Youth in Organic Agriculture in Vanuatu
This case study is based on lessons from the joint programme, Youth in organic agriculture in Vanuatu: A Farm to Table Chain Approach
The SDG Fund joint programme helped promote the uptake of organic certification in Tanna island, Vanuatu through the formation of Participatory Guarantee Systems. With technical assistance from Farm Support Association, Vanuatu Organic Certification Committee and POETCOM/SPC, the programme promoted organic certification under “Organic Pasifika” mark, working together with Tanna Coffee, Lapita Café Vanuatu and Nasi Tuan.
With small populations, remote locations and long distances to markets, and vulnerability to natural hazards, extreme weather events and climate change, Pacific Small Island Developing States (PSIDS) like Vanuatu face complex challenges in achieving the SDGs. An archipelago located in the “Pacific Ring of Fire”, Vanuatu’s population of 270,000 is spread across 65 inhabited islands. Agriculture and agro-food value chains, in particular, copra (the dried meat or kernel of the coconut), cocoa, kava, beef and coffee production are key drivers of the local rural economy and livelihoods.
The practicing of organic agriculture is recognized as a means to promoting long-term agricultural sustainability, soil conservation and climate change resilience of agriculture and livestock systems through effective eco-system management. The programme focused on strengthening existing value chains and creating access to new markets by promoting organic certification of farmers and products through Participatory Guarantee Systems. Through the framework of their stakeholder structure – including farmers and consumers – these local network-based quality assurance systems can provide a credible, accessible and lower-cost alternative to third-party certification.
4. RESULTS AND IMPACT
The programme reached more than 3,000 farmers, while also providing access to tools and small pieces of equipment such as water tanks and wheelbarrows. Semi-subsistent and smallholder farmers, including women and youth, were taught to intercrop with island cabbage, kava, maize, manioc, sandalwood and taro to help avoid the negative effects of monoculture/cash-crop production, while allowing diversification in farming families’ diets, livelihoods and revenue streams.
The certification process promoted greater attention to quality control among programme partners, including local companies, NGOs and farmers, who recognized the benefits of a holistic approach to agriculture over a focus on a single crop. The programme promoted South-South cooperation through knowledge sharing and exchange with Solomon Islands and scoping of new market opportunities in New Caledonia. While still early days, programme partners have reported increased sales, including to hotels in the “organic tourism” sector in Vanuatu, and increased access to foreign markets, where organic certification is requisite.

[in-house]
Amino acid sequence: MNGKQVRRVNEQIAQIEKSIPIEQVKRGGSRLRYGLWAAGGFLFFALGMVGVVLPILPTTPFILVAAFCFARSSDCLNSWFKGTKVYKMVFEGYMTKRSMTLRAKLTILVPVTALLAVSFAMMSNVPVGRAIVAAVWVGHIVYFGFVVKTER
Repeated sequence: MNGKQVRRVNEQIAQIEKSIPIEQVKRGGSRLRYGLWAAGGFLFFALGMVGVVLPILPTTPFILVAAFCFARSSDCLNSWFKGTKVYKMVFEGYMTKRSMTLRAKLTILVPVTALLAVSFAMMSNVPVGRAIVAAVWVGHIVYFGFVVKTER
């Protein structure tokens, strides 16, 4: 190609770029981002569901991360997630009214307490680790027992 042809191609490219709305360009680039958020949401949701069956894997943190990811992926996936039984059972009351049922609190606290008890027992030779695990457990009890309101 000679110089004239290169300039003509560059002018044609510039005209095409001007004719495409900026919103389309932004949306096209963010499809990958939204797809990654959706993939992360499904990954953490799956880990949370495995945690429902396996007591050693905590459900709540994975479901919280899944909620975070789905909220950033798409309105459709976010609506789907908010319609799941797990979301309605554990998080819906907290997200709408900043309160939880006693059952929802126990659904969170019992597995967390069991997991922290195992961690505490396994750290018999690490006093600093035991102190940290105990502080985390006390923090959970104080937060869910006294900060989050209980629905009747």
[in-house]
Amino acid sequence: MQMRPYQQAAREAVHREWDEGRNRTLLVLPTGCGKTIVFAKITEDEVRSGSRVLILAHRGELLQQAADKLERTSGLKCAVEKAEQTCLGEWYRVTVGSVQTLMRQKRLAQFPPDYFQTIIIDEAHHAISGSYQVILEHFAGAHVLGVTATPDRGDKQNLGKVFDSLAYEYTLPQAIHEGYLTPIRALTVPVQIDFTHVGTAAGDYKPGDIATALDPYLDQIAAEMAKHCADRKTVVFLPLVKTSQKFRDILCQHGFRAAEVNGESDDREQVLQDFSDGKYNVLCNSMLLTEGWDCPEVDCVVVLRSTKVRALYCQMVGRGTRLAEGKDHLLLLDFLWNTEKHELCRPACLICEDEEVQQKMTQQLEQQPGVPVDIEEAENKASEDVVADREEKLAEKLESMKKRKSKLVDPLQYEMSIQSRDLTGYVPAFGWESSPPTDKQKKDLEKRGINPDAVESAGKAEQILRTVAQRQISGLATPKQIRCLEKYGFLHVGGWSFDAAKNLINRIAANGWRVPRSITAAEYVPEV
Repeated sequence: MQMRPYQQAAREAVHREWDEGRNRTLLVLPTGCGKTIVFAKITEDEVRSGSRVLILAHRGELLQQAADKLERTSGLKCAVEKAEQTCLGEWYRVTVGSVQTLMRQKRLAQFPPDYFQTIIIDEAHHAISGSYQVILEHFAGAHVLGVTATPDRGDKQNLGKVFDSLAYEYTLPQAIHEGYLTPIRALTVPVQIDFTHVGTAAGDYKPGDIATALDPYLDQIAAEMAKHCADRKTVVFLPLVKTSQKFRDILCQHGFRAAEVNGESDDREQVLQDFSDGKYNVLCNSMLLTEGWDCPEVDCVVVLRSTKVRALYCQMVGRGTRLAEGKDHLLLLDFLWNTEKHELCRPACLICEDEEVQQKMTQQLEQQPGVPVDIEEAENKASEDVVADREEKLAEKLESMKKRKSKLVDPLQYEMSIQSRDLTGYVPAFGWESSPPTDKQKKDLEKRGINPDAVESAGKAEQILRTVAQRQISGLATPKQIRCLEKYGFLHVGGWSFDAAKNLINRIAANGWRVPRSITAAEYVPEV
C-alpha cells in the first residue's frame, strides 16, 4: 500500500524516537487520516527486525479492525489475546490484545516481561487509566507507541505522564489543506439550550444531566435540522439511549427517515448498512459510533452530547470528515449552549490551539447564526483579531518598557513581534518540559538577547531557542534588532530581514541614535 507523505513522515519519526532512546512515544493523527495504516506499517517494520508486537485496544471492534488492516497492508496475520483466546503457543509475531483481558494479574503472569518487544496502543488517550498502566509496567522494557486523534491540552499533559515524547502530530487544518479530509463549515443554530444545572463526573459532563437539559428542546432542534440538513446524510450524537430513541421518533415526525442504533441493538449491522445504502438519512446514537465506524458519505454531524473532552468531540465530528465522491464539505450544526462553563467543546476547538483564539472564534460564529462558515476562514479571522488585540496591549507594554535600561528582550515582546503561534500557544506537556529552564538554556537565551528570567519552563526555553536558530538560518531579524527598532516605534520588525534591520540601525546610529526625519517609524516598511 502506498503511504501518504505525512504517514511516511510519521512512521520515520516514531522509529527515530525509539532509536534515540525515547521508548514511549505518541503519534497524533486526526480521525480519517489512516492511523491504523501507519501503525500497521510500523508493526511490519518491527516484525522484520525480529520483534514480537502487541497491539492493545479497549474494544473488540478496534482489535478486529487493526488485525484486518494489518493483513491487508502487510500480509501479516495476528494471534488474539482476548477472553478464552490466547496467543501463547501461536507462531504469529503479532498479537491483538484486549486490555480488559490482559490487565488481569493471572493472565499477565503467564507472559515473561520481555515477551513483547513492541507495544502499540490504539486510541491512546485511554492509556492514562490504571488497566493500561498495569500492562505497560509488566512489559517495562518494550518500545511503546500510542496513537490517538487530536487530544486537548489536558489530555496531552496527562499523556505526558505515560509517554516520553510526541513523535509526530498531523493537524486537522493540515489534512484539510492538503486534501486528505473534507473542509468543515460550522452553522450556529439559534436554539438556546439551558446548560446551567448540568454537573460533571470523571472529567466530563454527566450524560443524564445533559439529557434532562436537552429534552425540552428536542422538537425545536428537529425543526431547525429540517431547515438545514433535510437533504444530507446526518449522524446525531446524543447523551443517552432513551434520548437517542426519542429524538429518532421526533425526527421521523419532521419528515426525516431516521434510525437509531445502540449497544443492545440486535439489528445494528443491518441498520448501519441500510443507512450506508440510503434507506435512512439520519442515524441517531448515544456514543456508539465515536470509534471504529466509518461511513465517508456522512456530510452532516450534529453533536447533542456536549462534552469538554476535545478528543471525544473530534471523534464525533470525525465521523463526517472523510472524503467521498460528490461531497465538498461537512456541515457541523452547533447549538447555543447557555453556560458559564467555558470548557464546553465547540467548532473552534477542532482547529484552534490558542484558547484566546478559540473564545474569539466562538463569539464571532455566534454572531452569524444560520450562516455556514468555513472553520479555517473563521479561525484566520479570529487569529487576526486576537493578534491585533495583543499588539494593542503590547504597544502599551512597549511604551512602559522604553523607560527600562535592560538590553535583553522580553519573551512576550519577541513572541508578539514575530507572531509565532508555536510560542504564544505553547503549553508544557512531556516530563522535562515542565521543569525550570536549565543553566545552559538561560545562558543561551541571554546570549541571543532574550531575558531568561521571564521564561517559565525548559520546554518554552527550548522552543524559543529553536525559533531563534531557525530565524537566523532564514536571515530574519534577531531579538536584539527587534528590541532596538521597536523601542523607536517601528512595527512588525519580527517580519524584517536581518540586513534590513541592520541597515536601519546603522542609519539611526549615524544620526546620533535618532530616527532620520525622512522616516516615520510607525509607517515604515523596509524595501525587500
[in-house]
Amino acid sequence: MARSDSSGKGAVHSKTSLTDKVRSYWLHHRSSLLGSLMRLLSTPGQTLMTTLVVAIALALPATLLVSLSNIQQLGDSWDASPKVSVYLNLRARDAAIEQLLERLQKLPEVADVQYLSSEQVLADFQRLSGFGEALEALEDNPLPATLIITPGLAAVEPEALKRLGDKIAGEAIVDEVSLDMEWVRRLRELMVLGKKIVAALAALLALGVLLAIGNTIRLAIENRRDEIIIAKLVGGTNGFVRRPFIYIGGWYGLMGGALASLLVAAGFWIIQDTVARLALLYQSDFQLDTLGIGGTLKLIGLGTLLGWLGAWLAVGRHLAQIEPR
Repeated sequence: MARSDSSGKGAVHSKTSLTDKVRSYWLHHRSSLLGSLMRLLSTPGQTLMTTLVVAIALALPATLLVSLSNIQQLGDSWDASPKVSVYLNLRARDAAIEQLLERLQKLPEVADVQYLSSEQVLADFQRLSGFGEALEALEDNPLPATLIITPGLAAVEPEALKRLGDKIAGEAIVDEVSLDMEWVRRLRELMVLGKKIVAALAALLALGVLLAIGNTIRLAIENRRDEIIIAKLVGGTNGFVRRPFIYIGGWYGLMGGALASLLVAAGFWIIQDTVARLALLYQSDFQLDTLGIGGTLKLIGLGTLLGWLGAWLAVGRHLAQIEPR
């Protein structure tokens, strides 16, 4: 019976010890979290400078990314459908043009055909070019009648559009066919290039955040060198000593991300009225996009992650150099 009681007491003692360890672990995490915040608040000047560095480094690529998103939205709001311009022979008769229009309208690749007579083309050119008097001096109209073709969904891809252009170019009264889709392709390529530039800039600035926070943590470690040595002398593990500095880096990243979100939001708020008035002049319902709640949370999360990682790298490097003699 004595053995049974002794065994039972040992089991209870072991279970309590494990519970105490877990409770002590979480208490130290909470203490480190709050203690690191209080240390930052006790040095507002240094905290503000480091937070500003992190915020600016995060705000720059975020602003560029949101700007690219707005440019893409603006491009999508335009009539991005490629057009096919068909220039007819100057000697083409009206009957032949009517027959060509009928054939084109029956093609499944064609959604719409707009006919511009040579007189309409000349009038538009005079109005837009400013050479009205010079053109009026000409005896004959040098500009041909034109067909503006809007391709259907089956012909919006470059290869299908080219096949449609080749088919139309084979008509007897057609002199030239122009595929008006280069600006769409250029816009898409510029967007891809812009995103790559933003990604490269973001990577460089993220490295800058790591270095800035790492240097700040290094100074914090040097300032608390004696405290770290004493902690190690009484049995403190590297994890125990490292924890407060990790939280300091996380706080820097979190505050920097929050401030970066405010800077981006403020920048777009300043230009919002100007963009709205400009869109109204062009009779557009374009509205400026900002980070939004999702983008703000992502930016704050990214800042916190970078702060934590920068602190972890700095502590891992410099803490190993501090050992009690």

At a national level, recognizing the importance of agricultural sustainability, the Government of Vanuatu will be one of the first in the region to promulgate its organic policy in early 2019 (TBC). It will be closely aligned with the government’s established priorities on food security and healthy eating/prevention of Non-Communicable Diseases. The joint programme in Vanuatu facilitated and strengthened linkages between the banks together with UNCDF to ensure a robust exit strategy, promoting access to finance for the rural poor and “unbanked”.
Drawing from the experience in the Caribbean SIDS, climate risk insurance for farmers will be piloted by combining an SMS-based early warning system and satellite technology for remote verification in case of losses due to extreme weather events; for smallholder farmers, such “alternative collateral” can be accepted by financial institutions as leverage to access finance.
Challenges that still need to be overcome include: lack of awareness about organic practices and products by the industry, government and general public; strict requirements and costs of certification; a three-year required transition period from conventional to organic production (during which “transition crops” cannot be certified); unscrupulous use of “organic-branded” marketing practices for non-organic products; and proliferation of providers of organic standards and certification.
6. LESSONS LEARNT
The local context for implementing approaches such as organic certification must be carefully considered. In Tanna island, Vanuatu, fertile volcanic soils rich in nutrients - including nitrates and phosphates - mean that subsistence farmers with little means at their disposal have traditionally cultivated crops and vegetables without synthetic agrichemicals. Given the local cultivation practices, the programme was able to quickly operationalize Participatory Guarantee Systems.
The selection of local partners and the strong existing coordination between different local actors was also key to success. Working with local socially responsible companies, the programme supported the organic certification of products such as coffee, dry roasted peanuts, and cassava flour to the Pacific Organic Standard.
7. SUSTAINABILITY AND POTENTIAL FOR REPLICATION
Apart from the environmental benefits of organic production, organic certification can offer greater access to new markets, both at home and abroad. The success of this joint programme and potential for replication and sustainability are evident as local companies have indicated they will seek organic certification of other products using their own resources and through the Participatory Guarantee System methodology.